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I have said many times that I consider myself extremely fortunate to have the job that I do. I spend most days working with smart people to solve real problems in a creative and collaborative environment. In recent years, I have got into the habit of taking a photo of the whiteboard or  flip-chart at the end of a session. It is my usual practice to ask groups what they think they have learned from their participation in a workshop. Of course, I am interested in what they are going to do in the immediate future as a result of having attended the session. However, I also ask them to summarise the key, underlying  principles that they will take away. Lessons that will be useful again and again in their jobs. These are usually recorded as short statements or aphorisms that we record and share post course.

Below is a de-duplicated list of lessons recorded over several years of working with sales managers (in many different industries) on the topic of managing sales performance. We use it as an aid to coaching sales managers and as a checklist for helping sales managers decide what a great performance really looks like, (hint: it’s more than a great set of results).

1. Learning ≥ Change or we are failing to perform.

Our ability to perform is always affected by external factors, markets change, customers change and competitors change. If the sales team is failing to develop and learn at a speed that is at least equal to the rate of change they are falling behind and performance will suffer.

2. Everyone has the ability and potential  to perform at a high level.

Managers who get the best from their staff share this belief. People tend to live up to our expectations of them. If we believe that staff are incapable of high levels of performance, we begin to act upon that belief and our staff adjust their performance to meet our expectations.

Your starting point should always be to expect a great performance from everyone.

3. No one comes to work to perform badly!

People under perform for a whole range of reasons but in general there is never an intention to perform poorly. Sometimes the best way to get a great performance out of people is simply to remove the things that are holding them back.

4. High performing people tend to adapt the job to suit their strengths.

Sometimes the best way to get a great performance from a team is to devise a plan that allows them to play to their strengths rather than to try and eliminate all weaknesses.

5. High performing people tend to share similar traits.

Attitude plays a huge role in performance management if you can identify those traits that make the biggest difference in your marketplace. Sometimes replicating a few key skills or traits across the sales team can have a huge impact on performance and results.

6. Managing performance is a balancing act between internal and external forces.

In many ways all the key lessons from strategy can be applied to performance management, in so far as the art of performance is the ability to recognise external threats and opportunities and adapting your sales approach to maximise your use of resources and product strengths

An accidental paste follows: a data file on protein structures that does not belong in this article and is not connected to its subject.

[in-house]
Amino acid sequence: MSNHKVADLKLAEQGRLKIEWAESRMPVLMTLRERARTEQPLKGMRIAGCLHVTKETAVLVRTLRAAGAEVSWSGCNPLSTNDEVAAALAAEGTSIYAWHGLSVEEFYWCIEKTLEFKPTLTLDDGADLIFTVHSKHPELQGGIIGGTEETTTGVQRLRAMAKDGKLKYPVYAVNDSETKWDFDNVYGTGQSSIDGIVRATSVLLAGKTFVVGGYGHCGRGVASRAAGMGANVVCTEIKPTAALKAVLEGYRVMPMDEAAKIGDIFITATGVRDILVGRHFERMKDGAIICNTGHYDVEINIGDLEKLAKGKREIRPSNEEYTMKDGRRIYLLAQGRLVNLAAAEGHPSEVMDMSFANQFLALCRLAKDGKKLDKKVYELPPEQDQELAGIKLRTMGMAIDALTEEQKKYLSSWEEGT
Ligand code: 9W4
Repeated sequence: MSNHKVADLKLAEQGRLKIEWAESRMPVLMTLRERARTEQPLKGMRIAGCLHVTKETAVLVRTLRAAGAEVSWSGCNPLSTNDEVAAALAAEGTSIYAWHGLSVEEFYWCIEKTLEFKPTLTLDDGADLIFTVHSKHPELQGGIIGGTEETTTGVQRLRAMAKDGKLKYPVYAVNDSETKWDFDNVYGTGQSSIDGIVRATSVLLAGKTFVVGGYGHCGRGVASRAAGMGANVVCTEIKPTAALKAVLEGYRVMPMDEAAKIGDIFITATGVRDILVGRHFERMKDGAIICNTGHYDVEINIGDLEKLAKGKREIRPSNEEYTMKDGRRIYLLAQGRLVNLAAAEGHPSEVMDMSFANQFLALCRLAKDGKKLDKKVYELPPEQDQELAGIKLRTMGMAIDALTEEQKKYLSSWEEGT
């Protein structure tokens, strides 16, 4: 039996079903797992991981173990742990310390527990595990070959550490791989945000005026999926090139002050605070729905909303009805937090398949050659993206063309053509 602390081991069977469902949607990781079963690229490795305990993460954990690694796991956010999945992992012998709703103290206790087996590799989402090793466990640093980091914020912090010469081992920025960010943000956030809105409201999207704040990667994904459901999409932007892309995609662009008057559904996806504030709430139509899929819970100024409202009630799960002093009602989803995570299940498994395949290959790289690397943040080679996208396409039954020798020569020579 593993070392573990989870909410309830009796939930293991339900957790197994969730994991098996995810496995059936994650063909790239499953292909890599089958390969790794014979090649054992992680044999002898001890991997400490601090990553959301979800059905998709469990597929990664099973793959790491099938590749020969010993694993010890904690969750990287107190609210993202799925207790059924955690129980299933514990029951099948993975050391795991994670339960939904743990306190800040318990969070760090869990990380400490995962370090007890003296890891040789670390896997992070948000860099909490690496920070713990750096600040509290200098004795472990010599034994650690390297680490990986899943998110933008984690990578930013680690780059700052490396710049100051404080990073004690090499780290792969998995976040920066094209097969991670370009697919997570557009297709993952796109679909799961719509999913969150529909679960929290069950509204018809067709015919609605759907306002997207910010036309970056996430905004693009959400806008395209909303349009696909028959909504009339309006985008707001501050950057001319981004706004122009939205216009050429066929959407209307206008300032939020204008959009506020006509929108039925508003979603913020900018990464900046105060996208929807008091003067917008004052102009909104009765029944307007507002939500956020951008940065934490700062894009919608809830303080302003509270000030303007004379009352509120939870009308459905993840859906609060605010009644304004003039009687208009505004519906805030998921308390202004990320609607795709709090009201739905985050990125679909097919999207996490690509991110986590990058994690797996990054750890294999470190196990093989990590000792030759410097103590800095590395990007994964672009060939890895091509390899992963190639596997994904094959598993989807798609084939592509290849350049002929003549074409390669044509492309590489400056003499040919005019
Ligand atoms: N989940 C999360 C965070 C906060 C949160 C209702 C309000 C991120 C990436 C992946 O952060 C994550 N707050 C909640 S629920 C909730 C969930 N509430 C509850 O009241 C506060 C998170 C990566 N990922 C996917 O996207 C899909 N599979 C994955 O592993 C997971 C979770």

7. People generally know how to improve their own performance

A coaching approach to sales is often the most effective means of improving sales performance. Sales people who have the skill and self- awareness to develop their own performance are the most valuable asset on your sales team.

8. Everyone learns and develops in different ways

An obvious but important point. Developing sales performance requires that the sales manager is aware of the different learning types on their team adaptable in their approach to training and coaching.

9. Coaches and mentors need to be experts in performance as well as the product or service

Great coaches have a detailed knowledge of all the factors that drive performance in their field. They have high levels of insight into individual and team performances and are able to pay attention to even the smallest details.


Performance management is the art of producing the results that you need over the longer term. It is everything that you do to produce the result rather than the result itself.



Whenever we run Performance Appraisal courses for clients, we usually begin the process with a debate about whether there is a role for Performance Appraisal in fast moving modern businesses. There are many good reasons given for not running appraisals. Many people have memories of awkward meetings with their boss trying to make sense of things that happened months before. Others admitted that they were always somewhat guarded in appraisals because they were concerned that any negative marks could affect their pay. Others still reported that in their experience appraisals were used (by their boss) as a way of getting six months worth of negative feedback into an hours meeting or that the feedback they received was so generic as to be useless.

Of course we come to understand that such views are the result of poor execution of the appraisal meeting rather than the concept of appraisal. However when I ask groups to come to a conclusion as to whether Appraisals are a good thing the answer (after much consideration) is usually Yes if……

The “If” being that appraisals are worthwhile so long as there is a robust performance management process in place. So it is worthwhile taking a moment to identify the different elements of the performance management mix and to put the performance appraisal into it’s proper place as an essential component in the mix that will only work if the other parts of the engine are functioning well.